Tournament Tales: Luke Harangody

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The NCAA Tournament rolled through Quicken Loans Arena last week, helping to pare down the field of 68 to the Sweet 16.

Over the years, several Cavaliers have taken part in the Madness, including rookie Luke Harangody – who, during his time in South Bend, was named the 2008 Big East Player of the Year.

Born in Schererville, Indiana, Harangody actually comes from a football family – with his father and brother both taking the gridiron at Indiana. Luke broke from the pack, eschewing the Hoosiers and attending Notre Dame.

The Fighting Irish made the field of 64 in Harangody’s freshman season, but were quickly eliminated by an upstart Winthrop team. In that first round upset, Harangody played just 17 minutes, netting four points and one board.

In his sophomore season, the Irish were knocked off by Marquette in the Big East Tournament, but bounced back to beat George Mason in Round 1 of the Big Dance. But two days later, they were eliminated, 61-41, by Washington State at the Pepsi Center in Denver.

The Irish had high expectations in Harangody’s junior season, but after a 21-14 regular season, were relegated to the NIT. Mike Brey’s team still had a solid run, making it to the Final Four in New York before falling to Penn State.

In today’s Tournament Tale, one of the Wine and Gold’s five freshman talks about his experiences in the Big Dance with the Golden Domers …


Previous Tournament Tales: Daniel Gibson | Chris Jent | Ryan Hollins

So you actually come from a football family?

Luke Harangody: Yes. (My dad) was a tight end. My brother played (at Indiana), too. He was a fullback. He’s around 6-2.

>Did you play?

Harangody: No, I never played football. I was really into basketball and baseball when I was little. I never got into football. People are always surprised about that.

Why did you choose Notre Dame over Indiana for basketball?

Harangody: Notre Dame made a big push and I felt comfortable with the coaching staff and the guys there. It just seemed like a fit. It was close to home. And at that time, Indiana really wasn’t in the picture. They offered at the end. But the whole way through, they really weren’t (in the picture).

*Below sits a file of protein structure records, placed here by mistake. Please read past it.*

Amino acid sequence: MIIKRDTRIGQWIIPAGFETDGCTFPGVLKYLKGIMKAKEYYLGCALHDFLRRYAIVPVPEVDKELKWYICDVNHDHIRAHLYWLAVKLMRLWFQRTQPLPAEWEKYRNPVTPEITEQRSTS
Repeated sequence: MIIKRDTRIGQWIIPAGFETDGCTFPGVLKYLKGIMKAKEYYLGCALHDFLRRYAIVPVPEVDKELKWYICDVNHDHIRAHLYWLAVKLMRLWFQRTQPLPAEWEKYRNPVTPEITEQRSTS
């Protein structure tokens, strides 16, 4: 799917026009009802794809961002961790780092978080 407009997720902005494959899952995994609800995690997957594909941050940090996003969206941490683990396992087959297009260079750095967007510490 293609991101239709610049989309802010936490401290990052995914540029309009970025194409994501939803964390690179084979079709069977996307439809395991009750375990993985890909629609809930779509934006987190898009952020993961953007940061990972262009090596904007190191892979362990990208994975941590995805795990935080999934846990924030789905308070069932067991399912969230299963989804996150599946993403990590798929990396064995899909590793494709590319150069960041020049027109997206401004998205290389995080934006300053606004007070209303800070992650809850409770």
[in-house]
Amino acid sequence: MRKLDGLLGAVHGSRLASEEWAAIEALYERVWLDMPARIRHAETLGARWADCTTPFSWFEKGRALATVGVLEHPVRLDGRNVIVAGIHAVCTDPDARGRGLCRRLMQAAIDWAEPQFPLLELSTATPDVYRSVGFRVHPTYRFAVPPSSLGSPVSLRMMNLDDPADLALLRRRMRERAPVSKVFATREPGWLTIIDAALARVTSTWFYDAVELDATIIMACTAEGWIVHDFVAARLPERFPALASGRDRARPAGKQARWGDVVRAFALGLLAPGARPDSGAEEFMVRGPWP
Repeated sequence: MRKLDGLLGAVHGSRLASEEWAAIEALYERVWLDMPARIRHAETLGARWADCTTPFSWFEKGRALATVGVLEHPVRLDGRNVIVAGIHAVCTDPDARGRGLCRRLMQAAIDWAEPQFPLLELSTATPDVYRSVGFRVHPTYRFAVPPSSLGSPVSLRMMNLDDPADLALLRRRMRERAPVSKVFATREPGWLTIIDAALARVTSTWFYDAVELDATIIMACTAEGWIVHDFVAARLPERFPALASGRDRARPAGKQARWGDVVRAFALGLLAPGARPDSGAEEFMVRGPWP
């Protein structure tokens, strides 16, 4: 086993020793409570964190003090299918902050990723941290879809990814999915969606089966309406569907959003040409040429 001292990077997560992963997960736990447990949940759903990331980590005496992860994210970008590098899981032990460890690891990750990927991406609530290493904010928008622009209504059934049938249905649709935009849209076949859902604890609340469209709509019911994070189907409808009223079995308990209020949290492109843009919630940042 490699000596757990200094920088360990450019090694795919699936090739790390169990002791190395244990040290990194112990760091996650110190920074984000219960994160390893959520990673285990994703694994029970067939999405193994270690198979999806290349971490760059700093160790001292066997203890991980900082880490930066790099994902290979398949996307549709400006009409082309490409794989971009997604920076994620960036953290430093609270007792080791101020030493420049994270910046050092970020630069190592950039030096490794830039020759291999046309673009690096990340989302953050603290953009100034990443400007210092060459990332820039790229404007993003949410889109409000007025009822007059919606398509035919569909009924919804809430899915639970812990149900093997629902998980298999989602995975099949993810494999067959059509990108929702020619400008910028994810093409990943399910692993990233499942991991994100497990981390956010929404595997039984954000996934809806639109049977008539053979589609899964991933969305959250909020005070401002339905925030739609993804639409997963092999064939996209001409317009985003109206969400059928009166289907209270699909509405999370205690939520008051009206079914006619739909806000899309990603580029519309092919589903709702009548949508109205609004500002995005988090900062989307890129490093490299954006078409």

Even though Notre Dame was knocked off, what do you remember from your first trip to the Tournament?

Harangody: I mean, as a freshman it was just a cool experience going into the Tournament. But all of a sudden, you get there and the first game, one of the first days, and we lost right away. And it was like, ‘Wow, this can go by quick.’ And it was especially tough to lose to a mid-major like Winthrop.

How were your nerves in that first year as a freshman?

Harangody: I was pretty comfortable by that point of the season. And just being in the NCAA Tournament was cool, because I think that’s something that a lot of kids dream about when they’re little. So that was a pretty great experience, even though we lost.

Did that experience help going into the Tourney your sophomore season?

Harangody: Yeah, definitely. You just know what to expect, you know what you’re going to get. You know how to deal better with the media. Everything.

What are your favorite memories from the Tournament?

Harangody: I think sophomore year. We just had a tight-knit group. We got a win that year. It was a disappointment losing to Washington State, but it was just a good time that year. It ended shorter than we wanted it to, but I just remember how great the Tournament was my sophomore year.

Notre Dame went to the NIT in your junior season. Was it a little tough to get up for that at first?

Harangody: It was. That season we were preseason top 10 and we had some big expectations. But we came through and still made it to the Final Four of the NIT. We pushed through and said, ‘Let’s make a run at this thing.’

As great as your numbers were in South Bend, do you think anyone will break Austin Carr’s record at Notre Dame or in the Tournament?

Harangody: No, no one’s ever going to break those records. It’s funny – we were on the road for the opening day games and they were talking about the record for an NCAA tournament, saying A.C. scored 61 against Ohio U. At Notre Dame, they told me about that game a lot.

How tough was it to watch Notre Dame fall to Florida State?

Harangody: You have to catch a little luck. Florida State’s not going to play another game like that in the Tournament. And they hit a couple early threes – one came off the backboard, one rattled around the rim and in. And after a good defensive sequence, things like that are demoralizing.

So there is some luck to winning the whole thing?

Harangody: To win six games in a Tournament, luck has to factor in there somewhere.